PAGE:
Why cell­phones don’t be­long in class­rooms

The Hamilton Spectator - - LIVING - LOR­RAINE SOMMERFELD www.lor­raineon­line.ca

A se­nior pub­lic school in Toronto has banned the use of cell­phones in the class­room.

They all should. This topic has been hot for years, but debate re­gard­ing which out­side in­flu­ences should be per­mit­ted in­side a class­room has been around for­ever.

Back in the day, I wasn’t al­lowed to have food or drink or a cal­cu­la­tor with me; I also had teach­ers who for­bade knap­sacks, no doubt be­cause I might be hid­ing food or drink or a cal­cu­la­tor in one. Schools draft poli­cies de­lin­eat­ing what stu­dents can wear be­cause it only takes one girl show­ing the bot­tom of her butt, or one boy show­ing the top of his, for ed­u­ca­tors to say “enough.”

What do all of these things have in com­mon? They’re dis­trac­tions.

Some dis­trac­tions are dif­fi­cult to con­trol, like the rag­ing teen hor­mones that make many teach­ers’ jobs a nightmare at times.

Some are easy to con­trol, like block­ing out the win­dow in the door so kids aren’t glanc­ing at who is in the hall­way out­side.

But cell­phones are the per­fect storm of dis­trac­tion, their im­me­di­acy trump­ing all else, in­clud­ing rea­son. I don’t blame teach­ers for not want­ing to com­pete with them.

The ar­gu­ment rages be­cause it seems coun­ter­pro­duc­tive to re­move tech­nol­ogy from a learn­ing en­vi­ron­ment when it should be seen as a tool, not a traitor. The prob­lem isn’t that cell­phones and tablets aren’t amaz­ing; it’s that they’ve re­duced us all to hav­ing the at­ten­tion span of a 6-year-old in an ar­cade. Good multi-task­ing is not a real thing, nor is it some­thing to brag about. It just means you are do­ing, through ei­ther choice or ne­ces­sity, sev­eral things in a hal­fassed way in­stead of one thing well.

Con­sider that cell­phone use in a car — es­pe­cially tex­ting — has sur­passed in­tox­i­ca­tion as the most deadly be­hav­iour tak­ing place be­hind the wheel. I’ve done both (con­trolled cir­cum­stances, closed course) and can vouch for that. Drunks are at least try­ing to fo­cus on the road, whereas tex­ters aren’t even look­ing at it. But the sci­ence goes deeper than the phys­i­cal as­pects of the ap­pli­ca­tion: your brain, en­gaged with a cell­phone, has ef­fec­tively shut out ev­ery­thing around it. When the thing it shuts out is a class­room, we have a prob­lem.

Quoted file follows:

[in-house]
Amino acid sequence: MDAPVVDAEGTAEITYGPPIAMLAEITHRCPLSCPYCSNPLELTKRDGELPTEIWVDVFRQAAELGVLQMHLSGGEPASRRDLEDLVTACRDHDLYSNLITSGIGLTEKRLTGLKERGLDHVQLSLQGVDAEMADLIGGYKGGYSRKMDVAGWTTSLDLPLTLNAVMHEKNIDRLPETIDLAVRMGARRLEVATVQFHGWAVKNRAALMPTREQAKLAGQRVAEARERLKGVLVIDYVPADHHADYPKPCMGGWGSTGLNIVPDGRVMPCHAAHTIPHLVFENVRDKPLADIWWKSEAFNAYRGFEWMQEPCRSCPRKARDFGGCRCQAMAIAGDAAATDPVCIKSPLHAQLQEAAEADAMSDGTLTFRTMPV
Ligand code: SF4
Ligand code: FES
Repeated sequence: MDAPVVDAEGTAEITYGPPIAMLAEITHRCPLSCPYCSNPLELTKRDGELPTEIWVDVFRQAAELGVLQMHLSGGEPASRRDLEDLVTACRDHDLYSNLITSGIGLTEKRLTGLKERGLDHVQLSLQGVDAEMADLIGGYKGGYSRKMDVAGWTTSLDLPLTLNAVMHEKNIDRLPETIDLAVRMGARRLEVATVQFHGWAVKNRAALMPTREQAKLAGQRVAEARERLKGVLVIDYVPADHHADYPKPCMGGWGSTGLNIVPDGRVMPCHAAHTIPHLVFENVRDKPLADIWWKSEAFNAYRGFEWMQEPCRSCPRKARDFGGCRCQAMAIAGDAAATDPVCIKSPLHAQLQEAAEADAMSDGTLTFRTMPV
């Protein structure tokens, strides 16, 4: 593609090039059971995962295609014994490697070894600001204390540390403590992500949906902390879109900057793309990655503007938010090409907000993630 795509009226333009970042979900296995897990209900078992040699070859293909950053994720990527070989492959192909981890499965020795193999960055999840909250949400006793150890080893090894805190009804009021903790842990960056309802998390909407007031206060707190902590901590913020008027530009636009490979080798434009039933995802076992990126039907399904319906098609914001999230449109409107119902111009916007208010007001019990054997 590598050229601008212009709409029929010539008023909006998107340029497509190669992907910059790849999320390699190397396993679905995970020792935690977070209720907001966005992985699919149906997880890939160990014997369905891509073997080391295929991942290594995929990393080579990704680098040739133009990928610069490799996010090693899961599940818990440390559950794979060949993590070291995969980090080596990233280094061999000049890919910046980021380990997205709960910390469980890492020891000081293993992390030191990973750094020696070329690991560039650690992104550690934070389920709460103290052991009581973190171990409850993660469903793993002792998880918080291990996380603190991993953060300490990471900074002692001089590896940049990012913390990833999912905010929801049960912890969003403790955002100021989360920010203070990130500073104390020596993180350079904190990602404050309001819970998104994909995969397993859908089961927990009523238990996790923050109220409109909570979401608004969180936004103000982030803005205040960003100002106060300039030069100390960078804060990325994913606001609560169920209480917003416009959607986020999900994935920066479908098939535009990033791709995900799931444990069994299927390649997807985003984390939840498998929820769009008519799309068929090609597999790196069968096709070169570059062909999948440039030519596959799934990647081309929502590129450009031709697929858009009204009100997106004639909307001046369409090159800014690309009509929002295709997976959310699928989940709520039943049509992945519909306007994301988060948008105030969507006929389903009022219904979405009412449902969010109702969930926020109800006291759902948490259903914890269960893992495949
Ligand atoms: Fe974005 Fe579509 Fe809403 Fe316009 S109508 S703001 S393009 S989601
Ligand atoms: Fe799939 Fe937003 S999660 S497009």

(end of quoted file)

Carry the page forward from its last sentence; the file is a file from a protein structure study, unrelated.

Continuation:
I’ve heard ar­gu­ments from par­ents and kids alike. Par­ents can be the worst trans­gres­sors of all. I know par­ents who will text their kids, know­ing they’re in class.

Se­ri­ously? What is wrong with you? If Ari texts me, the first thing I ask is where he is. Not to make you roll your eyes, but folks, if you’re not part of the so­lu­tion, you re­ally are part of the prob­lem. You have to back­stop your school by in­sist­ing your child is re­spect­ful to the teacher and the other stu­dents. That means learn­ing some­thing. That means not cheat­ing oth­ers of learn­ing some­thing.

When there is some hor­rific shoot­ing or lock­down on the news, there are al­ways the req­ui­site anec­dotes of stu­dents us­ing their phones to es­tab­lish con­tact to re­lieved par­ents out­side. I get it. But you will never get good leg­is­la­tion from emo­tional cir­cum­stances.

Cell­phone use isn’t just about peo­ple play­ing with toys; there is a very real phys­i­cal ad­dic­tion to the de­vices. An in­com­ing text sets off dopamine re­cep­tors in your brain just like a slot ma­chine pay­ing out or a drug ad­dict get­ting a fix.

To the kids who think they’re per­haps be­ing sin­gled out: you’re not. Very few adults are able to dis­con­nect from their phones. Maybe by in­sti­tut­ing curbs in your be­hav­iour, we can start to get a grip on our own.

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